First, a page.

Should you not be interested in reading the photo cutlines of the three images above, let me point out that it appears as though the images show three different versions of the Roe I Triplane!
The topmost image in this section looks just like the middle image… in that the rear triplane wings match, with an open concept vertical stabilizer separating the wings.
The middle image of a museum replica of the Roe I, shows the aircraft’s name as “Bullseye“.
The third image (at the bottom), shows what purports to be the Roe I Triplane from the era, and also shows the appropriate name of “Bullseye“.
However, The bottom image shows a different design on the rear triplane wings, showing a covered vertical stabilizer between the wings.
Images 2 and 3 show the aircraft with a single rear wheel.
Image 1 shows it without a wheel, perhaps with a single ski providing support.
Also, Take a look at Images 1 and 2… with the identical rear wings, but different rear wheel/ski… the propellers are of a different shape.
Image 2 – the replica also has a #14 on the rear, which I assume was because it was based on a version in an air meet…
But are all of these different versions of the same plane? Is one of these the Roe II? The Roe II that was nicknamed Mercury? No… these are, I believe, just variations of the same Roe I Triplane.
- Crew: 1;
- Length: 23 feet (7 meters);
- Wingspan: 20 feet (6.1 meters);
- Height: 9 feet (2.7 meters);
- Wing area: 320 square feet (30 square meters);
- Wing area – I spotted other data suggesting: 217.5 square feet (20.2 square meters) – I am unsure which is correct;
- Empty weight: 300-pounds (136-kilograms);
- Gross weight: 450-pounds (204-kilograms);
- Powerplant: 1 × JAP V-twin configuration air-cooled proving 9 horsepower;
- Propellers: 4-bladed;
- Maximum speed: 25 miles per hour (40 kilometers per hour);
- Range: 0.3 miles (0.48 kilometers).
Feeling as though he was on the right path, Roe and his brother Humphrey Verdon Roe founded the A.V. Roe Aircraft Co. on January 1, 1910, at Brownsfield Mill, Great Ancoats Street, Manchester, England.
Humphrey was the money man, acting as the firm’s managing director until he joined the RFC in 1917.
Roe II/Mercury Triplane
The Wills’s card in question, No. 61, describes the Roe II Triplane, sometimes known as the Mercury – though I wonder if that was a name given to the plane by its only purchaser.
As the first aeroplane of the A.V. Roe and Company, the Roe II Triplane was designed by Roe – except that this time, he decided he didn’t need to lightweight it with paper all over the wings, seeing as how this time Roe had the money to get a stronger engine placed on board.
The 35 horsepower Green powerplant was designed by Gustavus Green and built by the Green Engine Company and Aster Engineering Company.
Only two examples of this type were built – one for display – a visual aid, if you will for the company, and the other sold to a Captain W. G. Windham – and admittedly, I can’t find any information on him, except that along with Henri Pequet, the two began an airmail service between Allahabad and Naini Junction in India, to coincide with the Universal Postal Exhibition in Allahabad. This airmail service occurred between December of 1910 and into January of 1911.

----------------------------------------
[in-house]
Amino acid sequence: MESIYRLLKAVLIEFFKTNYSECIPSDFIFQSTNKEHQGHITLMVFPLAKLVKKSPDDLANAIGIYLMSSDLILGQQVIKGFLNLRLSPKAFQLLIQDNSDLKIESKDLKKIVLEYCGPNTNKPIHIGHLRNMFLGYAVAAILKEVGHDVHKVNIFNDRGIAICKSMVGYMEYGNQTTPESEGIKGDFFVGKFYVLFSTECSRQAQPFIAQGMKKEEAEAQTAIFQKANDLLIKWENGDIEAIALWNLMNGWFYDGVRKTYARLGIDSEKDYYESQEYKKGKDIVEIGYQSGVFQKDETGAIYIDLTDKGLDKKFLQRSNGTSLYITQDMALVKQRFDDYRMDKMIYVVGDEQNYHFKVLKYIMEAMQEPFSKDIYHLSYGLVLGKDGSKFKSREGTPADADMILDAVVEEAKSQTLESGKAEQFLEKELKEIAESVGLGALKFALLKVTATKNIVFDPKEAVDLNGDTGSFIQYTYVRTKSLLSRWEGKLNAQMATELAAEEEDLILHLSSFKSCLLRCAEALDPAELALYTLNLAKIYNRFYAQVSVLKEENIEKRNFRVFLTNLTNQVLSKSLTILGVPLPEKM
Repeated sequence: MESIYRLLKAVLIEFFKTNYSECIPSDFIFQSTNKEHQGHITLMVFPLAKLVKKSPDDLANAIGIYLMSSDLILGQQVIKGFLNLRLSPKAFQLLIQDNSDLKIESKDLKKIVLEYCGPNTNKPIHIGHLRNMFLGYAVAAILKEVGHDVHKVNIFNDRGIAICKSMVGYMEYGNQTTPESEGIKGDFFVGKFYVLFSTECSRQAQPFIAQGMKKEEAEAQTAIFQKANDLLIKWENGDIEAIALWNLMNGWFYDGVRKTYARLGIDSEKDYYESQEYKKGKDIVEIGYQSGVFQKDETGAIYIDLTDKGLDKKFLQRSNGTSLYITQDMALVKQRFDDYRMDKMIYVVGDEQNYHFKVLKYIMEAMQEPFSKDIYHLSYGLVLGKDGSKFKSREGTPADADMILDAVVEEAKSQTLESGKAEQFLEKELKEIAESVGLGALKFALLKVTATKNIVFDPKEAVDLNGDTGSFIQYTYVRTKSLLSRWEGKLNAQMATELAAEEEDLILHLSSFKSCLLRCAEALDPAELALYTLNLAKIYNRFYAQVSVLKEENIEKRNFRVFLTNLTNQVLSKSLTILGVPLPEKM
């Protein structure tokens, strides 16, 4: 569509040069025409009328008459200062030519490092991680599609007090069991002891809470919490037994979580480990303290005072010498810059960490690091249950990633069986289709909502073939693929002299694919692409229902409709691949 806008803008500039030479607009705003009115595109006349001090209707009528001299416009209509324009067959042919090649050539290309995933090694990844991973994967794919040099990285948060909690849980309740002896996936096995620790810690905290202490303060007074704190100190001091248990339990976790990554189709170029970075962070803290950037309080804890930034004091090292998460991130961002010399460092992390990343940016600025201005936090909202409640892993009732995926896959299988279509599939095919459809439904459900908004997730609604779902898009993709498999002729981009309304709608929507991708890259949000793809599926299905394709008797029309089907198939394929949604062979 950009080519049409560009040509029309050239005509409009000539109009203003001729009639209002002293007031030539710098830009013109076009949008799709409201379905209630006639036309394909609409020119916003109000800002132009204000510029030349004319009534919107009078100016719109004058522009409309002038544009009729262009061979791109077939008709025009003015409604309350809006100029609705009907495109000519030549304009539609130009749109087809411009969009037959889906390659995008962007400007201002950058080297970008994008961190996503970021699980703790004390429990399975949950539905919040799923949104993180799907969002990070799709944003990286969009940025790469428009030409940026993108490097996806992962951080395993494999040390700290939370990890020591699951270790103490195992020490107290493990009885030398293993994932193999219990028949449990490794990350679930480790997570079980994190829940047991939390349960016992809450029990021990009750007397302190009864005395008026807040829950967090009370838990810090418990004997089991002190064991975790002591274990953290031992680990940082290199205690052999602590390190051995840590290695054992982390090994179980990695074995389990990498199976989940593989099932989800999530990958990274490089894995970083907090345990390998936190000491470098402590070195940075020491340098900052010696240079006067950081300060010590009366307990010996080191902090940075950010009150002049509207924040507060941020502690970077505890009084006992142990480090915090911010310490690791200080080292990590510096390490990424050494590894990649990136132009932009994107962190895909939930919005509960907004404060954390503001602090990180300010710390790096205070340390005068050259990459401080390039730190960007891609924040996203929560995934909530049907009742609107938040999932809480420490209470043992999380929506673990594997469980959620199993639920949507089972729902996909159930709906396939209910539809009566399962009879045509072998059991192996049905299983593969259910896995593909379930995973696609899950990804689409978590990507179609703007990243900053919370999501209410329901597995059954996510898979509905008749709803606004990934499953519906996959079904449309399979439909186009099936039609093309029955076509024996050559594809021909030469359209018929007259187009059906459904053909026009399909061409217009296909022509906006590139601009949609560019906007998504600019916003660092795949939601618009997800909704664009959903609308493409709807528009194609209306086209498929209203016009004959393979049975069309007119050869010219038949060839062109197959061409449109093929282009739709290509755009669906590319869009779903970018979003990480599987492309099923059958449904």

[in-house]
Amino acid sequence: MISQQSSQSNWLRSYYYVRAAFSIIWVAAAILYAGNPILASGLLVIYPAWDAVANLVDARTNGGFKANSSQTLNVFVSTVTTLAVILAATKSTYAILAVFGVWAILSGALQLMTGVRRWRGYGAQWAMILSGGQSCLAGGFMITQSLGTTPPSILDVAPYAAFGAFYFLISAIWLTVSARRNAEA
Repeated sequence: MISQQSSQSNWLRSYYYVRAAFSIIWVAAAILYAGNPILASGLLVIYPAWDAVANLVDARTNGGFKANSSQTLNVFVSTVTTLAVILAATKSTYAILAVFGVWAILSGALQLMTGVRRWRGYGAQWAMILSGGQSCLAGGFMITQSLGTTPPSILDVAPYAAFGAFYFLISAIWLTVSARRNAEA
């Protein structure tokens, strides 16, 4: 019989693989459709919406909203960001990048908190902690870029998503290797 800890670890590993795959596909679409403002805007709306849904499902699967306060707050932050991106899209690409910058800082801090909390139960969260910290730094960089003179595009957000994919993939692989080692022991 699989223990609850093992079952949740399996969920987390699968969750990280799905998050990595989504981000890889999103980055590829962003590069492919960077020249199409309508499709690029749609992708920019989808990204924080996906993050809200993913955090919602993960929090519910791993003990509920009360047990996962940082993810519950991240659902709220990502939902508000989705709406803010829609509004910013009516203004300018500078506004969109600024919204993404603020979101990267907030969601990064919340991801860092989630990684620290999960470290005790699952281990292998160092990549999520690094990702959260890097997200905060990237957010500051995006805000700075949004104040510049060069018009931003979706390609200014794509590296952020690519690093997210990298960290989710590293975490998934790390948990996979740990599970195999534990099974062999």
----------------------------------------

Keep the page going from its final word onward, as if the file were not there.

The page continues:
I am sure, however, that the aircraft used in India by Windham was NOT the Roe II Triplane, but rather a Farman biplane.
The initial test flight of the Roe II took place sometime in April of 1910 in Brooklands. The plane rolled on take-off.
On a second attempt, it rolled again.
Sensing there was a design flaw (d’uh), Roe changed the planes design to avoid wing warping and instead use a control column that improved the plane’s overall performance.
Its longest flight being a mere 600 feet (180 meters). It is also why I doubt it was improved upon enough in eight months to have become the airmail aircraft of choice in India, as mentioned above.
Still, it was enough of a flight that Roe felt it should be sent along with the Roe III Triplane (see below) to the Blackpool Flying Meeting, October 18 – 23, 1909 in Blackpool, England. See below to find out what happened en route to the event.
- Crew: one;
- Length: 23 feet (7 meters);
- Wingspan: 26 feet (7.9 meters);
- Height: 9 feet (2.7 meters);
- Wing area: 280 square feet (26 square meters);
- Gross weight: 550-pounds (249-kilograms);
- Powerplant: × Green C.4 four-cylinder inline water-cooled piston engine providing 35 horsepower;
- Propellers: 2-bladed;
- Maximum speed: 45 miles per hour (72 kilometers per hour).
With its longest flight achieved being a mere 600 meters, it makes one wonder WHY the Roe II Triplane was deemed worthy enough to get its own tobacco card. I suppose there was initially some hope when an artist was asked to create the image, and then it was too late to change to the Roe III and Roe IV mentioned on the card’s reverse.
Roe III Triplane
The Roe III Triplane was similar in looks to the Roe II Triplane, except it was supposed to be a two-seater – room for a passenger.
A prototype of the Roe III Triplane used a JAP motor, but the other three (but it could be as much as four) machines built utilized a Green C.4 four-cylinder inline water-cooled piston engine providing 35 horsepower, as was used on the Roe II.
Although the prototype had ailerons fitted to the upper wing, the other three Roe III Triplanes had the ailerons fitted to the middle wing.
The aircraft first achieved flight on June 24, 1910.
Roe seldom exceeded 20 minutes in the air in the prototype Roe III because the JAP engine easily overheated… then spraying the pilot and passenger with oil. Carburetor fires also happened often enough.
By July 9, 1910, with Roe piloting the prototype, it stayed aloft for 25 minutes and was able to maneuver well enough in steep turns.